Matthew McConaughey’s Role as Wild Turkey’s ‘Chief Storyteller’ Can Teach You a Lot About Marketing

When Wild Turkey asked McConaughey to be a celebrity spokesperson, the Oscar-winning actor had a better idea.

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BY Carmine Gallo - 03 Aug 2017

PHOTO CREDIT: Getty Images

Actor Matthew McConaughey is on a press tour for "The Dark Tower", a new movie based on Stephen King's bestselling series. In an interview with Stephen Colbert, McConaughey also put on his other hat as the "Chief Storyteller" of Wild Turkey Bourbon.

McConaughey is an award-winning storyteller, often gaining or losing weight to get into character. In interviews, he tells stories of the people--the characters--he's met in his career while imitating their mannerisms and speaking style.

When brand representatives from the spirit Wild Turkey approached him three years ago to be a 'celebrity spokesperson,' McConaughey visited the distillery in Kentucky, learned the process and met the real-life characters behind the brand. McConaughey spotted an opportunity to do more than pitch a product--he would reintroduce bourbon to America through story.

"I want to have my hands in the clay of how we tell the story," McConaughey said in the first short film he directed and starred in for the brand. "I found a story here in Kentucky. I found a story in the Russells that deserves to be told. I find it entertaining. I find it inspiring."

McConaughey is a gifted storyteller who can teach all entrepreneurs how to create compelling product messages. Here are three lessons:

1. Find the backstory

McConaughey saw the backstory of Kentucky bourbon, a uniquely American spirit with a 200-year history. He knows that a backstory is critical to getting moviegoers (or consumers) to care about the product. The first 30 minutes of nearly every successful Hollywood movie begins by introducing the characters of the film and the struggles or challenges they must overcome.

Your product or brand may not have a long history, but every product has a backstory. Perhaps you had to deal with a common problem faced by others in your field, and your product is a unique solution to solve it. That's a backstory.

Every product has one. Look for it and share it.

2. Introduce likable or inspiring characters

During his visit to Kentucky, McConaughey met the real-life character of Jimmy Russell, the "Buddha of Bourbon" who has been coming to work as Wild Turkey's master distiller for more than 60 years. Today, three generations of Russells run the brand. They are down to earth, plain-spoken, and hard working--qualities that apparently inspired McConaughey to tell their story.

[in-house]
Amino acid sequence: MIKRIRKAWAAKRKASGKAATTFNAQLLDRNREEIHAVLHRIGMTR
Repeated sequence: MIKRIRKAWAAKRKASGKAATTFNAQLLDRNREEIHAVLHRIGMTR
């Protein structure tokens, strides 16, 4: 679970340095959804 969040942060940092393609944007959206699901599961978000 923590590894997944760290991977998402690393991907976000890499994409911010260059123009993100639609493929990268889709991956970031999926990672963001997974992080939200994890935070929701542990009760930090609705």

Who are the characters in your product narrative? It doesn't have to be you. McConaughey is the narrator, not the hero in the ads he creates.

Your character might be an inventor who designed a crucial component in your product (Steve Jobs often introduced a video with chief Apple designer Jony Ive). It might be a living or historical figure that played a role in the field and who inspires you today.

Find a character and tell their story.

3. Educate the audience

McConaughey says he's fascinated by the process of making bourbon. Corn, rye and barley malt are cooked with limestone filtered water from the Kentucky river. Sour mash is added to start the fermenting process. The spirit is aged in American white oak barrels to add its distinctive smell and color.

With almost any product, the more education people have and the more they know about how the product is made, the more they'll appreciate it. People love to learn something new. Educate them.

Truth be told, taking on the Wild Turkey campaign wasn't a big risk for McConaughey, who says Jimmy Russell reassured him that if the campaign didn't work, "We're going to be stuck with a whole lotta bourbon. There are worse things to be stuck with."

True. But you might not want to be stuck with excess inventory of your product. Tell a compelling story to excite your customers.

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